Trump resigns social media board before federal subpoenas

In this image taken February 21, 2022, the Pravda social media logo is visible on a smartphone in front of former US President Donald Trump’s display.

Dado Ruvic | Reuters

Former President Donald Trump stepped down from his social network’s board of directors just weeks before the Securities and Exchange Commission and a federal grand jury in Manhattan issued a subpoena, according to documents.

Trump, who served as chairman of the Trump Media and Technology Group, was one of six board members fired, according to a June 8 filing with the Florida State Department’s Division of Corporations. His son Donald Trump Jr. also left the board along with Wes Moss, Kashyap Patel, Andrew Northwall and Scott Gleib. This was reported by the Sarasota Herald-Tribune.

On June 27, the SEC served the company with a subpoena. Three days later, a federal grand jury in Manhattan sent a subpoena to the firm. Grand jury subpoenas usually indicate that a criminal investigation is ongoing.

The company said last week that none of the subpoenas were sent to Trump. Representatives for Trump and company did not immediately respond to requests for comment Thursday.

The subpoenas appear to be related to the alleged merger between Trump Media and Technology and Digital World Acquisition Corporation. DVAK disclosed connection with the criminal investigation last Friday. The week before, the DWAC had stated that government investigations could delay or even prevent its merger with Trump’s newly formed company, which includes Truth Social, a social media app designed to be an alternative to Twitter.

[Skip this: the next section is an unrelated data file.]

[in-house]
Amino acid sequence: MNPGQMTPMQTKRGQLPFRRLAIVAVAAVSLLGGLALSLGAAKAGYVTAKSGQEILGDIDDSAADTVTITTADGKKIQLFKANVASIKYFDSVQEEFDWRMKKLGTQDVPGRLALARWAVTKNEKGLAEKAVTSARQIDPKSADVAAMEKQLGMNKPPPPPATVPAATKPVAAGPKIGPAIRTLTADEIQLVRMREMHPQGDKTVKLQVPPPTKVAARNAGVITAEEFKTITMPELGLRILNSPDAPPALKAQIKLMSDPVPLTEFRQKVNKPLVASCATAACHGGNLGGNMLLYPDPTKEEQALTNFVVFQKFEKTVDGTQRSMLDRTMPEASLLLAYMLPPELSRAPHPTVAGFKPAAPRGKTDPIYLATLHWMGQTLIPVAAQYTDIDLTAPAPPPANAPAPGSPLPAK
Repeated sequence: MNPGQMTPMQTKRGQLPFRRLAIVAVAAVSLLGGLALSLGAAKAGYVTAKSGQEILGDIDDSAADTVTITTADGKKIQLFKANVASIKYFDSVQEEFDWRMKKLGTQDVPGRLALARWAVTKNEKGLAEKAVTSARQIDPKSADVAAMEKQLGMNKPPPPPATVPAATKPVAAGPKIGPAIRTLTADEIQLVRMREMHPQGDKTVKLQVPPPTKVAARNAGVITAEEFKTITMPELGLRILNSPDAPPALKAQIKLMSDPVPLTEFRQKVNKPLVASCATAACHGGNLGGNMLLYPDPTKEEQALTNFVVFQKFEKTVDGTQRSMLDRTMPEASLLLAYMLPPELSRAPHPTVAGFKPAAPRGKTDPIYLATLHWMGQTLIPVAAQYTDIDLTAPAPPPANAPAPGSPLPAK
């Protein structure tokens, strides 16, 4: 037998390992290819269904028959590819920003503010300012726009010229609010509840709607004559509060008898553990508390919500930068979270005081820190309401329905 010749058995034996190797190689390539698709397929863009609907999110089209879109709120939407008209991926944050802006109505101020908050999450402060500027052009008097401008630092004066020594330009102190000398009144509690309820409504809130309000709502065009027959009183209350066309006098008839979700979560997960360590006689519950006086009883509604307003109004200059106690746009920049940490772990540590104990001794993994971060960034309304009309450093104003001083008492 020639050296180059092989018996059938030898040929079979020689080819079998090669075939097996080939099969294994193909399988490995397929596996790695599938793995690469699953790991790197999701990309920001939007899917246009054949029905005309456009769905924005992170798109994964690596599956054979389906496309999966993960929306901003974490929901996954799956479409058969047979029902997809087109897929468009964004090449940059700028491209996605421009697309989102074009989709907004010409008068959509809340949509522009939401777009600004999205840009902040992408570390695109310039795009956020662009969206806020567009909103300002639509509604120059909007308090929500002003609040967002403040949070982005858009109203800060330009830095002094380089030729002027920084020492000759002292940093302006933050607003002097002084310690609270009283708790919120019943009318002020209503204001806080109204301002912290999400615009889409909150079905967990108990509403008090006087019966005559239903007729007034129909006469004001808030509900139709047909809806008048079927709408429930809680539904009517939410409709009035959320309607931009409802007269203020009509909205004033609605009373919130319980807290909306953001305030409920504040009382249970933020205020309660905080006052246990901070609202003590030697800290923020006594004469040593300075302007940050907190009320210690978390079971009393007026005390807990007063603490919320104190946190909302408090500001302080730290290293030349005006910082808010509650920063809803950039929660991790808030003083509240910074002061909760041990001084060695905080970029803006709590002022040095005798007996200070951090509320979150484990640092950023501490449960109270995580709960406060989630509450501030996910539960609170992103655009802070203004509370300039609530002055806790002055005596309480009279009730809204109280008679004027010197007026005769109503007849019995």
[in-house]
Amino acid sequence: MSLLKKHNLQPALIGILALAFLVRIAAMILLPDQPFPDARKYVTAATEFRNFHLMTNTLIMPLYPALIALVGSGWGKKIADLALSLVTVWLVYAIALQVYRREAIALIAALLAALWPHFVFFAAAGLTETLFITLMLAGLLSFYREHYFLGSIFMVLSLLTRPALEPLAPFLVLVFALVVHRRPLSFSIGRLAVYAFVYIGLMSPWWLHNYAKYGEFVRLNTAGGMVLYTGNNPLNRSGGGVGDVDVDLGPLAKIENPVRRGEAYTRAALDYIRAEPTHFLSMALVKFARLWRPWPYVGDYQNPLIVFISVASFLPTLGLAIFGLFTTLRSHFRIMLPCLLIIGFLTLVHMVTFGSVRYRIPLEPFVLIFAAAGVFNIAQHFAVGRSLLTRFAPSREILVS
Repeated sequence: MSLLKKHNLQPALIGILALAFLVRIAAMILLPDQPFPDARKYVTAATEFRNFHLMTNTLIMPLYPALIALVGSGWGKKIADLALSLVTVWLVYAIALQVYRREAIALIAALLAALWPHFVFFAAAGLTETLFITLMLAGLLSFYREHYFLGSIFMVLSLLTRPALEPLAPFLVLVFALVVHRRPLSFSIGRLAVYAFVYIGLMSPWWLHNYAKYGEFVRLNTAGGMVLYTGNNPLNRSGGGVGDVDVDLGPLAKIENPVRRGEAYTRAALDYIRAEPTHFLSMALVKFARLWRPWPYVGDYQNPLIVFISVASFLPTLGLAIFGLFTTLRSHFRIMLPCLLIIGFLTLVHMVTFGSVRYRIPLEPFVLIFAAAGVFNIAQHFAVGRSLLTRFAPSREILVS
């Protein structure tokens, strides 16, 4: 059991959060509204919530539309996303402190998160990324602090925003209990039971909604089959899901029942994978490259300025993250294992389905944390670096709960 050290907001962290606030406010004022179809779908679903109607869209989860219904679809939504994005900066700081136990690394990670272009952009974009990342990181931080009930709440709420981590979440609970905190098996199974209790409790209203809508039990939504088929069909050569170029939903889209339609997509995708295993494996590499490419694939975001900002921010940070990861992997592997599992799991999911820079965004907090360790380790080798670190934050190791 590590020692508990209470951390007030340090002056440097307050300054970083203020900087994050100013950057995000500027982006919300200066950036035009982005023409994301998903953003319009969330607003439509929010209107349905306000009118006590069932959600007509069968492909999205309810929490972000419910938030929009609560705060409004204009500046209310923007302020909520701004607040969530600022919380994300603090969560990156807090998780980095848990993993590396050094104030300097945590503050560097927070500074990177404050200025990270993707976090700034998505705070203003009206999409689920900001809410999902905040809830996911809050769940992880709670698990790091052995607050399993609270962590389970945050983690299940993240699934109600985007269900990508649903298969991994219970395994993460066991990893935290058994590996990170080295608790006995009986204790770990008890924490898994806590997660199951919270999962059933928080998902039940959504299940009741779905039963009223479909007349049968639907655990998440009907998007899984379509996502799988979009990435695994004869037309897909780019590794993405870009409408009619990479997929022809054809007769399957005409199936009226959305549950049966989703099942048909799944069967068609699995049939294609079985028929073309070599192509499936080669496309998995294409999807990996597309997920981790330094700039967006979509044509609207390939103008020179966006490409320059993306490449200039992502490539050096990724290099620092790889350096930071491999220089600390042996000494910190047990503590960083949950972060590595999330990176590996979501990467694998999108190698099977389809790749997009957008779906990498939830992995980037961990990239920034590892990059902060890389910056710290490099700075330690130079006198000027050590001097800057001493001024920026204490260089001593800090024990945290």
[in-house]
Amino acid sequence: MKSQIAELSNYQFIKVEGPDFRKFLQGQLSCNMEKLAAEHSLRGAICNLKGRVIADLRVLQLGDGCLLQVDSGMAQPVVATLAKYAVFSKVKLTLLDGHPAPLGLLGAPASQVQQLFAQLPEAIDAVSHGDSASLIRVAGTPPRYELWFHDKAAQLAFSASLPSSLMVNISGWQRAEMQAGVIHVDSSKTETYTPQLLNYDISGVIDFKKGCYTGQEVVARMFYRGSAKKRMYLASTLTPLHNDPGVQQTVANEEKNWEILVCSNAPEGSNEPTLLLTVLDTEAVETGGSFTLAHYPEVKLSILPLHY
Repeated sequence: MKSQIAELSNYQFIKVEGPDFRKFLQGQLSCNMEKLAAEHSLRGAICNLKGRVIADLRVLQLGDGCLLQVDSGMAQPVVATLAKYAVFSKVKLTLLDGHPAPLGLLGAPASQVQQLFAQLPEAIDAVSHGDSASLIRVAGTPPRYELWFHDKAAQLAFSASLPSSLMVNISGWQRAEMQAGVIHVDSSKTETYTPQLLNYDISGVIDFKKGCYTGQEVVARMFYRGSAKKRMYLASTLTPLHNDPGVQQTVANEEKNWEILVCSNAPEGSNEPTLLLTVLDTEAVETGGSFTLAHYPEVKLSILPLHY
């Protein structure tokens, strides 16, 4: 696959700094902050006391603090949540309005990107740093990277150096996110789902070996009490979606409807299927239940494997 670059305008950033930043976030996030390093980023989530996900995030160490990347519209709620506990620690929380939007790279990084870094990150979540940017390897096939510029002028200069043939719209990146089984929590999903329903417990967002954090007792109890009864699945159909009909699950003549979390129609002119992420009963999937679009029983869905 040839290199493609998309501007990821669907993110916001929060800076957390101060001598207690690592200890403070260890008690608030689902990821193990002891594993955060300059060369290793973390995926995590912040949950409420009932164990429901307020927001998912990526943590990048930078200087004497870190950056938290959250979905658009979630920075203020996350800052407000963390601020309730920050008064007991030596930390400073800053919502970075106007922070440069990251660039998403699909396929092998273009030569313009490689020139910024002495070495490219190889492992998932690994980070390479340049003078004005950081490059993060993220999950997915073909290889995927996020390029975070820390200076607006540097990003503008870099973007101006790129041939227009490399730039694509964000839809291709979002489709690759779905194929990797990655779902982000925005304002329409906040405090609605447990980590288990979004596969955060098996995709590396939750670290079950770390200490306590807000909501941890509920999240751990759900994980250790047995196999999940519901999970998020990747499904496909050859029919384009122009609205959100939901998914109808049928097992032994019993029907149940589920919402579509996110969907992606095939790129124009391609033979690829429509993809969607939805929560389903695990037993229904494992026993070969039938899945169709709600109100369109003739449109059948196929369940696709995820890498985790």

The Justice Department and the SEC, which regulate the stock market, are investigating a deal between DWAC and Trump Media. By merging with DWAC, which is a kind of shell company called a Special Purpose Acquisition Company, or SPAC, Trump’s firm will have access to potential billions of dollars in public stock markets.

Early criticism of the deal came from the senator. Elizabeth Warren in November She wrote SEC Chairman Gary Genslerinforming him that DWAC “may have committed securities infringement by having private and undisclosed merger discussions as early as May 2021, while omitting this information in [SEC] filing and other public statements.

DWAC shares fell less than a percentage point on Thursday, but are down more than 50% this year.

— Mike Calia of CNBC contributed to this report.